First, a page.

As we have discussed in these pages previously, there has been a sea change in attitudes towards social relations in parts of Europe in the past few years, due to fears about terrorism and immigration, which have led to discussion about which social model will serve Europe best. France has been an advocate of the liberal, individual model which doesn’t recognise differing identities among the populace.The only status recognised by law is that of citizen of the Republic, and hence according to this approach consideration is not given to racial or religious distinctions.This is meant to guarantee the cohesiveness of the society, avoiding the emergence of civil strife or competition among different groups that will occur at the expense of the whole.

This outlook was established in the revolutionary era, when the new constitutional order was founded upon the idea that the law looked upon all citizens equally, regardless of their background. At that time, France made the transition from a monarchical to a constitutional system, which derived its power from the consent of the people, instead of the force of the king’s arms. Representatives of the different provinces of France, whose regions were previously the property of the king,now freely submitted to a united, legitimate order, discarding their regional and linguistic differences.This principle regarding French identity was thus enshrined in French culture and underpins its political life to this day.

One of the consequences of this view of French identity is that the state is prohibited from adopting policies or laws which treat citizens differently according to ethnic or religious distinctions. On this basis, the government is prohibited from collecting data on the racial or religious groups present in the Republic.Thus all of the figures quoted in the media about the size of the ethnic or religious minority populations in France are only estimates, as such questions could never be part of an official census (both figures vary between three and eight million according to different sources). This stance has great support in the French population as a whole,and most of the elite commend it as well, since in their view it has enabled France to avoid any policy stance or governmental bias that could lead to official discrimination in favour of or against groups. If the government is officially blind regarding any differences among its people, it will be unable to mistreat them due to these differences. On the other hand, opponents of this stance argue that this information void allows rampant discrimination. Since there is no official tracking of differences in areas such as employment opportunities or education between different groups, there is no impetus for officialdom to counteract the problems that affect France’s minorities.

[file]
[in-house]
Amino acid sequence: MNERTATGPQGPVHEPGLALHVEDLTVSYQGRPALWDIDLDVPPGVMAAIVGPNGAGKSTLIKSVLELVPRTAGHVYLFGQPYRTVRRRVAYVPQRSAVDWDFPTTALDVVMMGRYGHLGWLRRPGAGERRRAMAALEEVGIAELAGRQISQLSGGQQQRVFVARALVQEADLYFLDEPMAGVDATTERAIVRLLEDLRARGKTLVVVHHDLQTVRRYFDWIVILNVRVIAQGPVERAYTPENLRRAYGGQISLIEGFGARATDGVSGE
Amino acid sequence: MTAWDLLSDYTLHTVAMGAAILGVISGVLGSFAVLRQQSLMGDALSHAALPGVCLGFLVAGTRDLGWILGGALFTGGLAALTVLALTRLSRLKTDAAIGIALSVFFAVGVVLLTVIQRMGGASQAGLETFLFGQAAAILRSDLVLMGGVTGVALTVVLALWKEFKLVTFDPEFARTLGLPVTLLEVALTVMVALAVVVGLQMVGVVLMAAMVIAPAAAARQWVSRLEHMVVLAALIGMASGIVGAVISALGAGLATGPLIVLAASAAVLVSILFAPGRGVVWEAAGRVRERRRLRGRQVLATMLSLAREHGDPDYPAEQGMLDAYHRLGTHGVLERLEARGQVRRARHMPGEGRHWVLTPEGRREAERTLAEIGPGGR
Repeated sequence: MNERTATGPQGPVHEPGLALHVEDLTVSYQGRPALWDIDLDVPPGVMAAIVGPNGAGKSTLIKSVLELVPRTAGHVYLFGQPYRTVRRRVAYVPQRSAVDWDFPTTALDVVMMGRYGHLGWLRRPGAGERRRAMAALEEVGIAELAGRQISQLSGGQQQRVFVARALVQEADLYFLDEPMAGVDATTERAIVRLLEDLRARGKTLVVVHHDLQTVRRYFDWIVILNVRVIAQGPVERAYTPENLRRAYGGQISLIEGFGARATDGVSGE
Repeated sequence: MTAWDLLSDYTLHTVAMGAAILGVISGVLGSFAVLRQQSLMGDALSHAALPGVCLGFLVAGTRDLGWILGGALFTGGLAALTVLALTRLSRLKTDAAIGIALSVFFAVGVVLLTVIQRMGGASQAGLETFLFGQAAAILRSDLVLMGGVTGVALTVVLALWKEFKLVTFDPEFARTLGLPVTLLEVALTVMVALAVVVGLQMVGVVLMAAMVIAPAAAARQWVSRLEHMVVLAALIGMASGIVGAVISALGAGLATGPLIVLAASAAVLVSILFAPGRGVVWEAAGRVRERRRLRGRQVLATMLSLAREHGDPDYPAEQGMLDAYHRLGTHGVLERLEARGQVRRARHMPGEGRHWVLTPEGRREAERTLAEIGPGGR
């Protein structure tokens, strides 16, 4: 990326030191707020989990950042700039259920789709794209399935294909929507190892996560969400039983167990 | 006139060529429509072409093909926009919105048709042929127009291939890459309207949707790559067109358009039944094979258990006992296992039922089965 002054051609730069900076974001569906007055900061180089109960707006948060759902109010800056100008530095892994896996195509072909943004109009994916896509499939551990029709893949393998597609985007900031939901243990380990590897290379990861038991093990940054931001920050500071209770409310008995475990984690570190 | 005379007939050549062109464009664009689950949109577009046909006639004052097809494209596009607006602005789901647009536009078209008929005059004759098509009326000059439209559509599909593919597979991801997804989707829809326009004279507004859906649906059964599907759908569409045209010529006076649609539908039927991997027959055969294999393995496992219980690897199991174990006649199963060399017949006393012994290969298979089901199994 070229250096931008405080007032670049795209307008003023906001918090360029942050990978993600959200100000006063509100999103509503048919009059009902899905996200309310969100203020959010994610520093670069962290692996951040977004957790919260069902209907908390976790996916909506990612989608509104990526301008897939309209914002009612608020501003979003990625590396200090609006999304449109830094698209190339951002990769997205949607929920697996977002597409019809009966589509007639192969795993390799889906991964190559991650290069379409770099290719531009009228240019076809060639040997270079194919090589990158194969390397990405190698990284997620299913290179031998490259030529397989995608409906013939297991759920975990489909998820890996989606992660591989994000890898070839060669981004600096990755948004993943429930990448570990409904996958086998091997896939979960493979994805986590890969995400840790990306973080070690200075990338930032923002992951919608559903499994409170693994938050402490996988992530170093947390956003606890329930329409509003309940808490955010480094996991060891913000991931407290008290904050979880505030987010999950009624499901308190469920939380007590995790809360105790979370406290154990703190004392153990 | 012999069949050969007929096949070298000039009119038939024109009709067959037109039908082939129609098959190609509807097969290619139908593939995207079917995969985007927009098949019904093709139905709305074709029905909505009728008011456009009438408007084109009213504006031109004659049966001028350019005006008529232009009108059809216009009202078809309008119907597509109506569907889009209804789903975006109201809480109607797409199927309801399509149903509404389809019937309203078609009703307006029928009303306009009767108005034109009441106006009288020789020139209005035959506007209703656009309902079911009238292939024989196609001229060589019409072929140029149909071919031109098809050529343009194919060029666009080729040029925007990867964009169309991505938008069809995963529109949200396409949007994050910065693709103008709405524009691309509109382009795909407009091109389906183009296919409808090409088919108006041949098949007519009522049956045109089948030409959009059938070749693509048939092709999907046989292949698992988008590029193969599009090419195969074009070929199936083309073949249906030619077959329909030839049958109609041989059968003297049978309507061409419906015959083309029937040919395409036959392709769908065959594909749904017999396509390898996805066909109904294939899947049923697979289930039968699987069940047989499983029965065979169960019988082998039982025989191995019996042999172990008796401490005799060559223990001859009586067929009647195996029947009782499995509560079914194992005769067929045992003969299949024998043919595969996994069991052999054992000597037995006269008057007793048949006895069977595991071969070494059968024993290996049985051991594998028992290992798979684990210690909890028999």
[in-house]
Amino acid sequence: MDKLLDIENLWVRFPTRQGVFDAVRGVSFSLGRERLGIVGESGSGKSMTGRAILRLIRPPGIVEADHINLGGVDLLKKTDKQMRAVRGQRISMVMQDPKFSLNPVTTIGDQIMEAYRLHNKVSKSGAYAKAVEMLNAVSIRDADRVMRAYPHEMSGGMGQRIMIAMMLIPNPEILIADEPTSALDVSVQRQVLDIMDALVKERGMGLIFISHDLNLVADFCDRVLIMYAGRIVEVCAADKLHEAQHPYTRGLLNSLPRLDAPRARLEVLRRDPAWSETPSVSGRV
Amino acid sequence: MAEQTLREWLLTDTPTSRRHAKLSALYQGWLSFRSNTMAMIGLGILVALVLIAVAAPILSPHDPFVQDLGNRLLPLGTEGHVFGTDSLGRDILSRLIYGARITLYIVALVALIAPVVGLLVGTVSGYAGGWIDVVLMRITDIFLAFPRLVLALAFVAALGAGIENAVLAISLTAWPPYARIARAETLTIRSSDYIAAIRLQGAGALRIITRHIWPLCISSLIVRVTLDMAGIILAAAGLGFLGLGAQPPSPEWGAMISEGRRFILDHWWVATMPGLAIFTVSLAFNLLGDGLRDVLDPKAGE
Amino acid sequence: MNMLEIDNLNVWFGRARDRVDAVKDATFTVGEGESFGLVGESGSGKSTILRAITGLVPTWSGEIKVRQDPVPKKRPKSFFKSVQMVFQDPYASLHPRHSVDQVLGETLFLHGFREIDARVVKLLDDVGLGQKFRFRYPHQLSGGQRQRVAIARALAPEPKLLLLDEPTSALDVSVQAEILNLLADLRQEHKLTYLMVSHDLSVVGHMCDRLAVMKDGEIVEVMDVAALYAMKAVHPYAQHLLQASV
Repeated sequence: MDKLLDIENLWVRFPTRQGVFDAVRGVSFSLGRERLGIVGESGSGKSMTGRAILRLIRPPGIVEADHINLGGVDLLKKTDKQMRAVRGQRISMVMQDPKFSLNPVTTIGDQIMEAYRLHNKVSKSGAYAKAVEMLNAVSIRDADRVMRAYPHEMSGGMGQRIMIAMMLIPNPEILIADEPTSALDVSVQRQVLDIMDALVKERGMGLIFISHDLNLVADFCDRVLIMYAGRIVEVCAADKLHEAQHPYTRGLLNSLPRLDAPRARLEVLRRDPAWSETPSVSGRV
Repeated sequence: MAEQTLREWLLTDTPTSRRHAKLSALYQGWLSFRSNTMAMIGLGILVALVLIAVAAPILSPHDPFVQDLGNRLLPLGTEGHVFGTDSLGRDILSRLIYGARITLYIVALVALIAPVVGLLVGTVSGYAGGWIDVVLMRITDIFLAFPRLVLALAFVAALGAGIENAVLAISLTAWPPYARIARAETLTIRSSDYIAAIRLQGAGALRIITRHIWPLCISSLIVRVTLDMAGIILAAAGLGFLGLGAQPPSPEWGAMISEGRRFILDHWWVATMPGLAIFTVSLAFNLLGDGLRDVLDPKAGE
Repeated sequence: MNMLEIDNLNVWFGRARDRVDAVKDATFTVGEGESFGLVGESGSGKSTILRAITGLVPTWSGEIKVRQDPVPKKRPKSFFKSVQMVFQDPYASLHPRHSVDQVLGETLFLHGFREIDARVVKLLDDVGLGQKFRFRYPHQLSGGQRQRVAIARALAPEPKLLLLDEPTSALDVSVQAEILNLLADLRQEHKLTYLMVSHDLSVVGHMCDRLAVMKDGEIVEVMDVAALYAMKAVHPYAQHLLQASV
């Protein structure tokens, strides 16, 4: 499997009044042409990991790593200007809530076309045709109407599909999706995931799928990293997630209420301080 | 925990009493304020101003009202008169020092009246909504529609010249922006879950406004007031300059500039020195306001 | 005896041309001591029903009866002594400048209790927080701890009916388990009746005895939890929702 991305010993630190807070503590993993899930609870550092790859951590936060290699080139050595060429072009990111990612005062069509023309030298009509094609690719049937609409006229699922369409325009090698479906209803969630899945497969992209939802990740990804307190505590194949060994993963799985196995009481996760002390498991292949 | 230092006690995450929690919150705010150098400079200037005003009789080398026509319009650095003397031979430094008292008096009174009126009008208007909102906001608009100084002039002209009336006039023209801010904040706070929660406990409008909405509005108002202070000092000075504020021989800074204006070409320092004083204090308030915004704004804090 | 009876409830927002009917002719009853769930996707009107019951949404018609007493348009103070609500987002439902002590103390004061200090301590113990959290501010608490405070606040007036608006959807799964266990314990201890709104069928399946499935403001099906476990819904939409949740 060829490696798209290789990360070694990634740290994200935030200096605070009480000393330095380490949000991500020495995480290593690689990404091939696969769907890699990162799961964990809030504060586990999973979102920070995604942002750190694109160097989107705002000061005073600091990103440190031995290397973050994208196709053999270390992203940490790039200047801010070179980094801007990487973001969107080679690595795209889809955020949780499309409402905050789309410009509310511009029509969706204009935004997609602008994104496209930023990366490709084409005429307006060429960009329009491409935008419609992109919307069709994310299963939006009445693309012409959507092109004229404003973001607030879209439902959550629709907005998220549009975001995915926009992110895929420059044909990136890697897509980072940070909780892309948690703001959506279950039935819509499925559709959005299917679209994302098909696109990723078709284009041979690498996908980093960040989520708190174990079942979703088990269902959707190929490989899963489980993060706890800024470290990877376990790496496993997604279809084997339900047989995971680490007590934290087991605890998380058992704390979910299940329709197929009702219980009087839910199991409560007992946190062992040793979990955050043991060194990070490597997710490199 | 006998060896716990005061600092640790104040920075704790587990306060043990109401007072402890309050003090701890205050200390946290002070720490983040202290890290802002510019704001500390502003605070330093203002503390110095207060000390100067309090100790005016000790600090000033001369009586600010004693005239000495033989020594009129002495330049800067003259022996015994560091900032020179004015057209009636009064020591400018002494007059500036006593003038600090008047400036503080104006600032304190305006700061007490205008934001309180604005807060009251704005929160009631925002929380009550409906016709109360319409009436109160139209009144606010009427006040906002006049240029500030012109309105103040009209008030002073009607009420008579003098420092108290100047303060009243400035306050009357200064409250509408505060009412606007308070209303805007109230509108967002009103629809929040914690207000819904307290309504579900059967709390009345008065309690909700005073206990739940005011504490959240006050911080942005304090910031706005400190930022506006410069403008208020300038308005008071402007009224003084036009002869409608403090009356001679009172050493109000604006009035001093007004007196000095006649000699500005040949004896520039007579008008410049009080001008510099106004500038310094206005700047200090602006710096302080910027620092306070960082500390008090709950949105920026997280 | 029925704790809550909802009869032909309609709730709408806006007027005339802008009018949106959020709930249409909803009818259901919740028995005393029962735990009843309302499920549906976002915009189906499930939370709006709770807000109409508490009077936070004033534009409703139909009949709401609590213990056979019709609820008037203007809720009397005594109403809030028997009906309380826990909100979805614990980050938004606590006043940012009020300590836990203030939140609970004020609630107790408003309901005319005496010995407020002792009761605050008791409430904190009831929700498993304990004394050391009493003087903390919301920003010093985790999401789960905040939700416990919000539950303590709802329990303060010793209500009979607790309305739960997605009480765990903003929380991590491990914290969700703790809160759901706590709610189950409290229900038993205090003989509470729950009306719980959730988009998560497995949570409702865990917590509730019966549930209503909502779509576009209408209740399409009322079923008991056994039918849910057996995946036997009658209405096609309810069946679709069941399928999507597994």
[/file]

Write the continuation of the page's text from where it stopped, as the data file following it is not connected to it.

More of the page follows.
Many European countries have looked to elements of the French approach as a way to address some of the tensions evolving between their host communities and immigrant groups, in most cases from Muslim countries. In Britain, the Netherlands and elsewhere, fears about excessive immigration, and the possible development of a fifth column in the Muslim community, have driven the debate to the top of the political agenda. Many commentators in these countries claimed that the multicultural model that guided social policy for decades had to be abandoned, as it had failed to secure the adoption of core values that would guarantee harmony in society.